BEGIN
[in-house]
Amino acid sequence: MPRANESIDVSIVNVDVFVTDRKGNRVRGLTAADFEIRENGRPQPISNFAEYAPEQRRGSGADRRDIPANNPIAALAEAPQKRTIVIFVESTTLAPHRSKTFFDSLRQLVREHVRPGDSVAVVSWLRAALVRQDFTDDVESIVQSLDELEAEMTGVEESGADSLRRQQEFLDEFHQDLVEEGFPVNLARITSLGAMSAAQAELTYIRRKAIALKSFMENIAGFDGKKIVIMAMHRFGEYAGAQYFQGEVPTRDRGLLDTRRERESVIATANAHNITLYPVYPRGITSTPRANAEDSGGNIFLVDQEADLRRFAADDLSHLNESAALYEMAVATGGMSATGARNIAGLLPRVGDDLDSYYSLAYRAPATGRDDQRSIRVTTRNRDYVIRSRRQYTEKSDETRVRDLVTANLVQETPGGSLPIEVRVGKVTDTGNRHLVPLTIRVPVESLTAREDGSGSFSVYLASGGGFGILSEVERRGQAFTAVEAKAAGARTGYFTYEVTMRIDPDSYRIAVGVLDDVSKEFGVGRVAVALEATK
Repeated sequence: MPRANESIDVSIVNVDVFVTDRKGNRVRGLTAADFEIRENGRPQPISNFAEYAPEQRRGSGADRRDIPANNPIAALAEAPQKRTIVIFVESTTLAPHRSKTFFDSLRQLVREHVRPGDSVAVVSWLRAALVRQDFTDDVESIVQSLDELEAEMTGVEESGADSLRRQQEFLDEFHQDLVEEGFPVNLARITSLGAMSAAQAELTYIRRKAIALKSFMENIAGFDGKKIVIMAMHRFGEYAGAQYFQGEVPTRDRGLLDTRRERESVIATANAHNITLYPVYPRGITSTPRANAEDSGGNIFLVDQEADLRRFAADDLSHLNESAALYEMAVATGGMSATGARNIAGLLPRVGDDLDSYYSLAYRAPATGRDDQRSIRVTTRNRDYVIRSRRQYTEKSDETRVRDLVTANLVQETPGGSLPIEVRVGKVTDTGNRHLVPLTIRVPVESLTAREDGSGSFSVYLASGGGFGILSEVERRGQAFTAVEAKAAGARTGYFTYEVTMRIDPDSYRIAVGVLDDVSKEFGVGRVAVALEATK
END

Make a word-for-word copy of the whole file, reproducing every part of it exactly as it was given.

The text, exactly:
[in-house]
Amino acid sequence: MPRANESIDVSIVNVDVFVTDRKGNRVRGLTAADFEIRENGRPQPISNFAEYAPEQRRGSGADRRDIPANNPIAALAEAPQKRTIVIFVESTTLAPHRSKTFFDSLRQLVREHVRPGDSVAVVSWLRAALVRQDFTDDVESIVQSLDELEAEMTGVEESGADSLRRQQEFLDEFHQDLVEEGFPVNLARITSLGAMSAAQAELTYIRRKAIALKSFMENIAGFDGKKIVIMAMHRFGEYAGAQYFQGEVPTRDRGLLDTRRERESVIATANAHNITLYPVYPRGITSTPRANAEDSGGNIFLVDQEADLRRFAADDLSHLNESAALYEMAVATGGMSATGARNIAGLLPRVGDDLDSYYSLAYRAPATGRDDQRSIRVTTRNRDYVIRSRRQYTEKSDETRVRDLVTANLVQETPGGSLPIEVRVGKVTDTGNRHLVPLTIRVPVESLTAREDGSGSFSVYLASGGGFGILSEVERRGQAFTAVEAKAAGARTGYFTYEVTMRIDPDSYRIAVGVLDDVSKEFGVGRVAVALEATK
Repeated sequence: MPRANESIDVSIVNVDVFVTDRKGNRVRGLTAADFEIRENGRPQPISNFAEYAPEQRRGSGADRRDIPANNPIAALAEAPQKRTIVIFVESTTLAPHRSKTFFDSLRQLVREHVRPGDSVAVVSWLRAALVRQDFTDDVESIVQSLDELEAEMTGVEESGADSLRRQQEFLDEFHQDLVEEGFPVNLARITSLGAMSAAQAELTYIRRKAIALKSFMENIAGFDGKKIVIMAMHRFGEYAGAQYFQGEVPTRDRGLLDTRRERESVIATANAHNITLYPVYPRGITSTPRANAEDSGGNIFLVDQEADLRRFAADDLSHLNESAALYEMAVATGGMSATGARNIAGLLPRVGDDLDSYYSLAYRAPATGRDDQRSIRVTTRNRDYVIRSRRQYTEKSDETRVRDLVTANLVQETPGGSLPIEVRVGKVTDTGNRHLVPLTIRVPVESLTAREDGSGSFSVYLASGGGFGILSEVERRGQAFTAVEAKAAGARTGYFTYEVTMRIDPDSYRIAVGVLDDVSKEFGVGRVAVALEATK